“Double dipping” is the finding, as research into the PILOT Extension Fund (PEF) continues. Local developers in Carlisle (One Beale), Puke, Prosterman (Wonder Bakery) and Orgel (Brewery) have leveraged the PEF for long term loans to finance construction on private “public” parking garages, while then getting 20 year 80%+ property tax abatements, on the overall development, that includes tax abatements on the parking garage !
Also, just an aside on an unrelated matter, Prosterman is the beneficiary of $2M in TnInvestco state funds, for a startup called Hapten Sciences, that has only resulted in 2 employees over 10 yrs.
Anyway, approved loans for private “public” parking garages total $22M. And the term lengths of these taxpayer funded private loans are like 45 years. A low interest long term loan, using taxpayer money from abatements + another 80% abatement for the finished project = A DOUBLE DIP !! (See above table with data sourced from the DMC Database).
Further, based on a review of the DMC financials, its unclear if loans are being repaid to the Downtown Mobility Authority (DMA). And Carlisle got a garage loan, a 20 yr abatement and a $1m grant for One Beale. This does not include the new 30 yr PILOT for the Grand Hyatt or the benefit of the planned $42M mobility center across the street from the One Beale development.
The PEF is a restricted public parking fund, funded with extended corporate/real estate tax abatements. And its also true that, over the years, Downtown Memphis Commission CEOs, have asserted a false belief, that this abatement money is NOT the taxpayer’s money, but the DMCs money, based on an Attorney General’s opinion issued in 1997. The actual legality of the fund remains an open question.
Wonder why no local traditional or non-traditional publications have questioned the $62M PILOT Extension Fund expenditure? Its strange that no one is asking what would $62M do for affordable housing or public transit? Or why there is a parking plan and no economic development plan? At the same time, with no formal working definition of “economic development”, it’s clear local “visionaries” have defined economic development as corporate, real estate AND now parking development.
PEF Private “Public” Parking Garage Loan Process
Basically, these loans are publicly funded loans, for parking garage construction for private developments, that allow publicparking, whether or not there is demand for public parking in the area. Here clickable graphic and the PEF loan process:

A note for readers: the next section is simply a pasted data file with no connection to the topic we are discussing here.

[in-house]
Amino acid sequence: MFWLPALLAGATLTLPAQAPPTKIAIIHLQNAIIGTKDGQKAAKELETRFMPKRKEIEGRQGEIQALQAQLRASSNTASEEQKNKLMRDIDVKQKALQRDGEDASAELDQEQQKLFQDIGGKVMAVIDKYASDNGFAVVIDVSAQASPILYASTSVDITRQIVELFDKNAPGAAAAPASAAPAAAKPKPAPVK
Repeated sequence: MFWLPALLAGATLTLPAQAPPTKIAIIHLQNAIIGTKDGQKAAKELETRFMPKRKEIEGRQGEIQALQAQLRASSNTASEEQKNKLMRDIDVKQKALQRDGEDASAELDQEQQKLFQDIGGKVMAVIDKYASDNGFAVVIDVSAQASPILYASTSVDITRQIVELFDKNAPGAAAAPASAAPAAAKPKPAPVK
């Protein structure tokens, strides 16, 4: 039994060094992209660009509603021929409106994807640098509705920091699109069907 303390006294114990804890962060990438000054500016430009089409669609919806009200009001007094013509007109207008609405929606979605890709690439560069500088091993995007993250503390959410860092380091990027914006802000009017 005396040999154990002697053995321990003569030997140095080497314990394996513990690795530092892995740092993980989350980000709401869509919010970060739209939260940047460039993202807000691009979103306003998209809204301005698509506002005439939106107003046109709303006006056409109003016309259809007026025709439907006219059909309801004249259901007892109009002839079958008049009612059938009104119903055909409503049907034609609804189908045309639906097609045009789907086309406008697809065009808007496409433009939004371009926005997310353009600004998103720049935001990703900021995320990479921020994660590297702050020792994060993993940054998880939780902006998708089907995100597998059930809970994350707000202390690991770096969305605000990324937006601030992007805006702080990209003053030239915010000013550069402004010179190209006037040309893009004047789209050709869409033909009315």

- DMC Center City Revenue Finance Corporation (CCRFC) approves a PEF request and seeks local legislative approval.
- Once legislative approval occurs, the CCRFC arranges financing and provides funds to the Downtown Mobility Authority (DMA) for administration and distribution
- DMA loans the funds to private developer
- Private developer builds and manages the “public” garage on their private development
- Developer repays DMA loan over 45 years or so
- Developer benefits from Double Dip of taxpayer funded low interest loans and 20 yr 80% property tax abatement on the garage and their private development.
Now, after the above, the DMC is going to spend anther $62M on public parking, when in 2019, DMC’s DMA only generated $2M in revenue, before expenses, on 5,500 public parking spaces. At a conservative $10 per day, that is only a 10% occupancy rate. During COVID, DMA 2020 revenue was off $400K, down to $1.6M.
But based on the 2019 analysis, a bunch of folks are not paying for parking or there are a bunch of empty spaces, which negates the need for additional public parking. So much for any funding focus on needed public transit, affordable housing or education. All total, the PEF plan is to finance $111M in public parking.
PEF Analysis Update
As new information on the PEF is obtained, the above table is updated. For example, we do not know how much money has flowed into the PEF over time. The above estimates are based on public testimony and DMC public information requests that are cross referenced with the County Trustee Report. For example, as of today 12/30, based on a public information request to the City of Memphis on 12/8/20, the City has no idea how much was contributed to the PEF in 2019, much less over the last 20 years.
To that extent, the new information discerned, from the DMC financial statement and website, were the private “public” garage assets, that provided the information to adjust the unaccounted funds down by $22M, resulting in an estimated $6M surplus in 2019 and $5.6M deficit in 2020.
PEF Open Due Diligence Questions
Besides the outrageous Double Dipping and $62M priority put on downtown parking, at a huge cost to everything else, these open due diligence questions remain:
- Legal authority of the PEF ?
- Historic contributions to the PEF ?
- Valid lease agreements to support future fund inflows and corresponding debt service ?
Maybe we will find out the above…..